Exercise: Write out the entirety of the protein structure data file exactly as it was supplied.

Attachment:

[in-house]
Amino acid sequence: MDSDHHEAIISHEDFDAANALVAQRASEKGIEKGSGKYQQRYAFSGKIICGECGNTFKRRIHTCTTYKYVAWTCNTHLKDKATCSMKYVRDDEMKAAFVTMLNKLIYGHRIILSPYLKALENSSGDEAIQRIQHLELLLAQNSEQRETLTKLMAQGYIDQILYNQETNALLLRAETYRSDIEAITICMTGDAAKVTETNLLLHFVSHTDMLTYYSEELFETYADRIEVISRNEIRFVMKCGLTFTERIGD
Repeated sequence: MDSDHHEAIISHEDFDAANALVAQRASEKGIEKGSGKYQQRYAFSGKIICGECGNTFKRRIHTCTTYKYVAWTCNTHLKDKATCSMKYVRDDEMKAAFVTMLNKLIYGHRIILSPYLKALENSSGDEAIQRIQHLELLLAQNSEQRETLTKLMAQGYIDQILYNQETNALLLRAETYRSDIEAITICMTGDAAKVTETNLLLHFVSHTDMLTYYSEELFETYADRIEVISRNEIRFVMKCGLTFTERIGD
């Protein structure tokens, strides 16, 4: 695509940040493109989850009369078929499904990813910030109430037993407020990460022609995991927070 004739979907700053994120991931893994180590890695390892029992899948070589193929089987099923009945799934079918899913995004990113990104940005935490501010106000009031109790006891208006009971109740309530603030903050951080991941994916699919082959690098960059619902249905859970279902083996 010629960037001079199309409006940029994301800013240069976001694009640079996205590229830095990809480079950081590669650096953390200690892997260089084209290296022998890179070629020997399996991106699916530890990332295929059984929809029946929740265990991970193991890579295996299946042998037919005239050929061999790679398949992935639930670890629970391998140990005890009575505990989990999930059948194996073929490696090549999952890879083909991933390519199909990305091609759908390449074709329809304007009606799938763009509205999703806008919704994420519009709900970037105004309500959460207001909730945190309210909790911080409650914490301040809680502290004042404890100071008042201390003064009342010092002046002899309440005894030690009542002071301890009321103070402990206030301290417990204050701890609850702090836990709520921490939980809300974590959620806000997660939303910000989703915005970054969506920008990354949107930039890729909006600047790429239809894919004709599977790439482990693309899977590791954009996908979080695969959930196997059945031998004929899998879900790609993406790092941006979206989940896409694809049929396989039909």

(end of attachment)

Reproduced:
[in-house]
Amino acid sequence: MDSDHHEAIISHEDFDAANALVAQRASEKGIEKGSGKYQQRYAFSGKIICGECGNTFKRRIHTCTTYKYVAWTCNTHLKDKATCSMKYVRDDEMKAAFVTMLNKLIYGHRIILSPYLKALENSSGDEAIQRIQHLELLLAQNSEQRETLTKLMAQGYIDQILYNQETNALLLRAETYRSDIEAITICMTGDAAKVTETNLLLHFVSHTDMLTYYSEELFETYADRIEVISRNEIRFVMKCGLTFTERIGD
Repeated sequence: MDSDHHEAIISHEDFDAANALVAQRASEKGIEKGSGKYQQRYAFSGKIICGECGNTFKRRIHTCTTYKYVAWTCNTHLKDKATCSMKYVRDDEMKAAFVTMLNKLIYGHRIILSPYLKALENSSGDEAIQRIQHLELLLAQNSEQRETLTKLMAQGYIDQILYNQETNALLLRAETYRSDIEAITICMTGDAAKVTETNLLLHFVSHTDMLTYYSEELFETYADRIEVISRNEIRFVMKCGLTFTERIGD
């Protein structure tokens, strides 16, 4: 695509940040493109989850009369078929499904990813910030109430037993407020990460022609995991927070 004739979907700053994120991931893994180590890695390892029992899948070589193929089987099923009945799934079918899913995004990113990104940005935490501010106000009031109790006891208006009971109740309530603030903050951080991941994916699919082959690098960059619902249905859970279902083996 010629960037001079199309409006940029994301800013240069976001694009640079996205590229830095990809480079950081590669650096953390200690892997260089084209290296022998890179070629020997399996991106699916530890990332295929059984929809029946929740265990991970193991890579295996299946042998037919005239050929061999790679398949992935639930670890629970391998140990005890009575505990989990999930059948194996073929490696090549999952890879083909991933390519199909990305091609759908390449074709329809304007009606799938763009509205999703806008919704994420519009709900970037105004309500959460207001909730945190309210909790911080409650914490301040809680502290004042404890100071008042201390003064009342010092002046002899309440005894030690009542002071301890009321103070402990206030301290417990204050701890609850702090836990709520921490939980809300974590959620806000997660939303910000989703915005970054969506920008990354949107930039890729909006600047790429239809894919004709599977790439482990693309899977590791954009996908979080695969959930196997059945031998004929899998879900790609993406790092941006979206989940896409694809049929396989039909």